Schuster Theatre preps for new season of shows

staff writer

Drama is coming to Gannon in a big way. Sept. 28 is the opening day of the musical “Heathers,” an off-Broadway production about an Ohio high school ruled by a clique of beautiful, cruel, scrunchie-wearing girls named Heather, Heather and Heather.
Their reign and very lives are threatened by a newcomer to the group named Valerie, whose unstable boyfriend is out for blood.
Despite the macabre nature of the production, it is also a comedy that deals with issues such as teen suicide, murder, bullying, homophobia and gun violence.
“Heathers” is directed and choreographed by a 2017 Gannon alumna, Jenna Sulecki, and features well-known songs from the production, such as “Candy Store.”
Beth Kropf, a freshmen biology and psychology major, is a member of the ensemble.
“It’s been a whirlwind of many new things at once, especially since we only really have one month to build the show from top to bottom,” she said. “It’s been very special to grow close to the people in the cast who love the same things I do. I’m very excited to unveil our show in a couple weeks.”
The show has performances from the end of September to the first week of October.
After “Heathers” closes, auditions for “A Doll’s House” begin.
The play, directed by Alaina Manchester, highlights a housewife with a complete dependence on her husband.
When the wife forges her husband’s signature to pay a debt, he retaliates back at her with anger, and she finds that he is not the man she thought she knew.
Though husband and wife, they are also strangers, and in one of the most scandalous climaxes in all of nineteenth-century drama, a “good housewife” leaves her husband and children, determined to forge a new identity from the one she has always known.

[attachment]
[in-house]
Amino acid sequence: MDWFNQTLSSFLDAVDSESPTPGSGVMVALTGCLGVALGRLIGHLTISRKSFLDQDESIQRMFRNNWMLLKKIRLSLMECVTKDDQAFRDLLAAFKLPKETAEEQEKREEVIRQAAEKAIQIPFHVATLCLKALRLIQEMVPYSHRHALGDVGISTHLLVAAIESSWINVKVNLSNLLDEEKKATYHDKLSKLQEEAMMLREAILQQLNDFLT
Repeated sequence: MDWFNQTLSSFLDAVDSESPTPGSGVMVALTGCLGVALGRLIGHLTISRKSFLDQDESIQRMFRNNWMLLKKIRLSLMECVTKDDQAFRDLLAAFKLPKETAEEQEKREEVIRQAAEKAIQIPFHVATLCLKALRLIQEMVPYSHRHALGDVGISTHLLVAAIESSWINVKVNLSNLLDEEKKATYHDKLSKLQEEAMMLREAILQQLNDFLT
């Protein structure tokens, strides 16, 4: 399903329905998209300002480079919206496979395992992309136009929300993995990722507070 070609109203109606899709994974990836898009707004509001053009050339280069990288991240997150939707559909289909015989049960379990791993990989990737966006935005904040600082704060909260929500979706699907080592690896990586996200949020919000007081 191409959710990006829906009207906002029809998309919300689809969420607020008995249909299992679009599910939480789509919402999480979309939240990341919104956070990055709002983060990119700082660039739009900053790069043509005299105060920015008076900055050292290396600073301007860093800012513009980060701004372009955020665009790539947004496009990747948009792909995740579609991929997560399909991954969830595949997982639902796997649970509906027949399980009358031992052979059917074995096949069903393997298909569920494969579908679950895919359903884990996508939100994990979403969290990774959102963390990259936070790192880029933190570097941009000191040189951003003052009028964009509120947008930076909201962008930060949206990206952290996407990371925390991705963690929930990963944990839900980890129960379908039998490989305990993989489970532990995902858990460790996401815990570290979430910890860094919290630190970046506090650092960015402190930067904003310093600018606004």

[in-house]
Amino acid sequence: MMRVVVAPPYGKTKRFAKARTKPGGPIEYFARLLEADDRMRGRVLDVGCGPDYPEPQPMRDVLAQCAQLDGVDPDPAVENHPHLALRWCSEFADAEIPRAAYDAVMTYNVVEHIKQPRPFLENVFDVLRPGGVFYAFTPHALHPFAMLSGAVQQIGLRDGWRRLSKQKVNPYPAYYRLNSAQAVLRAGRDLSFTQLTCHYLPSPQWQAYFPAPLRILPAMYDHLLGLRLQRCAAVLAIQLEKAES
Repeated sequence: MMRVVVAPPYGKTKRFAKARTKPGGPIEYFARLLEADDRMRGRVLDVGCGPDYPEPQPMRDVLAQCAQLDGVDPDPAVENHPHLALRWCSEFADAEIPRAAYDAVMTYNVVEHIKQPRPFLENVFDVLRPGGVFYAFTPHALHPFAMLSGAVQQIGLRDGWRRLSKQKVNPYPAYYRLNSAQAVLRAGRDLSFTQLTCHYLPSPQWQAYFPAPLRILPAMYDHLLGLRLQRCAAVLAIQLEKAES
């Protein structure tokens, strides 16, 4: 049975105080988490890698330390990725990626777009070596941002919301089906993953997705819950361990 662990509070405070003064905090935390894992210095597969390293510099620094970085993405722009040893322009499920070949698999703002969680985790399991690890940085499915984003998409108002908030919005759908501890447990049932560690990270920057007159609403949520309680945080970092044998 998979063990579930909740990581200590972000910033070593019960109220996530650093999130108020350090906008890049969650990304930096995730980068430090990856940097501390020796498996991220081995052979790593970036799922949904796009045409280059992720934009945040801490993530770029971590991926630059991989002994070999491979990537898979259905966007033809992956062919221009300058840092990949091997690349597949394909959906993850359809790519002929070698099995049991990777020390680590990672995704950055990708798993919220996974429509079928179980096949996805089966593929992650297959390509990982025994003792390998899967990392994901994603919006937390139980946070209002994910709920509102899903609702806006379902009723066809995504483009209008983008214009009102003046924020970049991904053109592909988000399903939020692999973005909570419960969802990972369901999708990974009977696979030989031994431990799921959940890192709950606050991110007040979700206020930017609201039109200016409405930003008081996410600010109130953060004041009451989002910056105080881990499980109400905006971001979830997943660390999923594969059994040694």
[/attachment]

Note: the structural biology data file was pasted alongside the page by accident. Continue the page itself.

Performances of “A Doll’s House” begin Nov. 30.
Another show coming to Gannon is “Placebo,” a play by Melissa James Gibson and directed by the Rev. Shawn Clerkin, which opens Valentine’s Day.
This play highlights the blurry lines between perception and deception, as a researcher runs a placebo-controlled study of a new female arousal drug and finds the same questions pertain more and more to her life at home.
Finally, with performances beginning April 19 at the Schuster Theatre, the play “One Man, Two Guvnors” concludes the spring semester.
The show is directed by Manchester and is based on the classic 1743 Italian comedy “The Servant of Two Masters,” by Carlo Goldoni.
The show, which commonly uses audience members and breaks the fourth wall, is about a failed skiffle player, Francis, who finds himself working for two guvnors.
One guvnor, Rachel Crabbe, is disguised as her dead gang member twin, and, the other, a pompous man from wealth named Stanley Stubbers, not only killed Rachel’s brother but is also her secret lover.
Neither boss is aware the other is in the English city of Brighton, as Francis bounces between them while simultaneously trying to hide the fact he works for the other.
For more information about this seasons productions at the Schuster Theatre, visit


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